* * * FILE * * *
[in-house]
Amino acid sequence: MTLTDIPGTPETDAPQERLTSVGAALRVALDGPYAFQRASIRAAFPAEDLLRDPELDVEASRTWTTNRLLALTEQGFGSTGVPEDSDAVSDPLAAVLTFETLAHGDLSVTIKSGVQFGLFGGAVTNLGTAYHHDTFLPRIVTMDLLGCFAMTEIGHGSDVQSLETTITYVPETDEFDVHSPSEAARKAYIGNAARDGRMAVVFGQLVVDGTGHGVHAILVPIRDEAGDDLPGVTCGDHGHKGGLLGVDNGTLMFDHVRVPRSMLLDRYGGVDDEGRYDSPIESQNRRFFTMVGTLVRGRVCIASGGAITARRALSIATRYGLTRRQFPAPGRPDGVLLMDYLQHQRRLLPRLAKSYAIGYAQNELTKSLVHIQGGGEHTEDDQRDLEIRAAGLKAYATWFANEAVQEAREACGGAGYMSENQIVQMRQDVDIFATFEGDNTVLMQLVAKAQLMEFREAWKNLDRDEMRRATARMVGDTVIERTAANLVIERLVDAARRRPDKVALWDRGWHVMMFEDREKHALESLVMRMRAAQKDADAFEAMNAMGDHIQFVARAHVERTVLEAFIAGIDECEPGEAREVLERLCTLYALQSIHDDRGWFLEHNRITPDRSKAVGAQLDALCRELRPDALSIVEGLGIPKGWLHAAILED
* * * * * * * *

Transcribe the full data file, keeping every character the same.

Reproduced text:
[in-house]
Amino acid sequence: MTLTDIPGTPETDAPQERLTSVGAALRVALDGPYAFQRASIRAAFPAEDLLRDPELDVEASRTWTTNRLLALTEQGFGSTGVPEDSDAVSDPLAAVLTFETLAHGDLSVTIKSGVQFGLFGGAVTNLGTAYHHDTFLPRIVTMDLLGCFAMTEIGHGSDVQSLETTITYVPETDEFDVHSPSEAARKAYIGNAARDGRMAVVFGQLVVDGTGHGVHAILVPIRDEAGDDLPGVTCGDHGHKGGLLGVDNGTLMFDHVRVPRSMLLDRYGGVDDEGRYDSPIESQNRRFFTMVGTLVRGRVCIASGGAITARRALSIATRYGLTRRQFPAPGRPDGVLLMDYLQHQRRLLPRLAKSYAIGYAQNELTKSLVHIQGGGEHTEDDQRDLEIRAAGLKAYATWFANEAVQEAREACGGAGYMSENQIVQMRQDVDIFATFEGDNTVLMQLVAKAQLMEFREAWKNLDRDEMRRATARMVGDTVIERTAANLVIERLVDAARRRPDKVALWDRGWHVMMFEDREKHALESLVMRMRAAQKDADAFEAMNAMGDHIQFVARAHVERTVLEAFIAGIDECEPGEAREVLERLCTLYALQSIHDDRGWFLEHNRITPDRSKAVGAQLDALCRELRPDALSIVEGLGIPKGWLHAAILED